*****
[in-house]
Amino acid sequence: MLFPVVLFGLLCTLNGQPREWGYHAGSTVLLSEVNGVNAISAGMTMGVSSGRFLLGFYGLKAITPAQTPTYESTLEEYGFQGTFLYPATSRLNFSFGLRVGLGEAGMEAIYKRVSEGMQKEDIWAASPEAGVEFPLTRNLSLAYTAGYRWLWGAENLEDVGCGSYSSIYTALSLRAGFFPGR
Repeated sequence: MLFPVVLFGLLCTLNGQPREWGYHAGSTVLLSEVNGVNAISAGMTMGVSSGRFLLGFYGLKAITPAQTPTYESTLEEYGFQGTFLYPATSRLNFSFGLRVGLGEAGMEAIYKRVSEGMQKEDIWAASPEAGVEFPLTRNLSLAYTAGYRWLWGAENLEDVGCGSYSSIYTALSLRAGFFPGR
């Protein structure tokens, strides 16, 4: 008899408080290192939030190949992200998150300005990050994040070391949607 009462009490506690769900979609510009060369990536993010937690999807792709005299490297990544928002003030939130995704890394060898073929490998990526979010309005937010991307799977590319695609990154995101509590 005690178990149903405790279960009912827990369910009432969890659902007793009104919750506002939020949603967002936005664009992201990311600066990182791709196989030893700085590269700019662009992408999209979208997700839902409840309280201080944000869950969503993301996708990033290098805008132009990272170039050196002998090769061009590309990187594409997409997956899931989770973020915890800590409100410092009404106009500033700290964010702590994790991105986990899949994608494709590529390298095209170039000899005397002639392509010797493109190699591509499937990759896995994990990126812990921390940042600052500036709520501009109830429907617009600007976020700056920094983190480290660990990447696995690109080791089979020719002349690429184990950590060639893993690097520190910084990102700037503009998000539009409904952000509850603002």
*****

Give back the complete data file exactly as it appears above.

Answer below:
[in-house]
Amino acid sequence: MLFPVVLFGLLCTLNGQPREWGYHAGSTVLLSEVNGVNAISAGMTMGVSSGRFLLGFYGLKAITPAQTPTYESTLEEYGFQGTFLYPATSRLNFSFGLRVGLGEAGMEAIYKRVSEGMQKEDIWAASPEAGVEFPLTRNLSLAYTAGYRWLWGAENLEDVGCGSYSSIYTALSLRAGFFPGR
Repeated sequence: MLFPVVLFGLLCTLNGQPREWGYHAGSTVLLSEVNGVNAISAGMTMGVSSGRFLLGFYGLKAITPAQTPTYESTLEEYGFQGTFLYPATSRLNFSFGLRVGLGEAGMEAIYKRVSEGMQKEDIWAASPEAGVEFPLTRNLSLAYTAGYRWLWGAENLEDVGCGSYSSIYTALSLRAGFFPGR
């Protein structure tokens, strides 16, 4: 008899408080290192939030190949992200998150300005990050994040070391949607 009462009490506690769900979609510009060369990536993010937690999807792709005299490297990544928002003030939130995704890394060898073929490998990526979010309005937010991307799977590319695609990154995101509590 005690178990149903405790279960009912827990369910009432969890659902007793009104919750506002939020949603967002936005664009992201990311600066990182791709196989030893700085590269700019662009992408999209979208997700839902409840309280201080944000869950969503993301996708990033290098805008132009990272170039050196002998090769061009590309990187594409997409997956899931989770973020915890800590409100410092009404106009500033700290964010702590994790991105986990899949994608494709590529390298095209170039000899005397002639392509010797493109190699591509499937990759896995994990990126812990921390940042600052500036709520501009109830429907617009600007976020700056920094983190480290660990990447696995690109080791089979020719002349690429184990950590060639893993690097520190910084990102700037503009998000539009409904952000509850603002």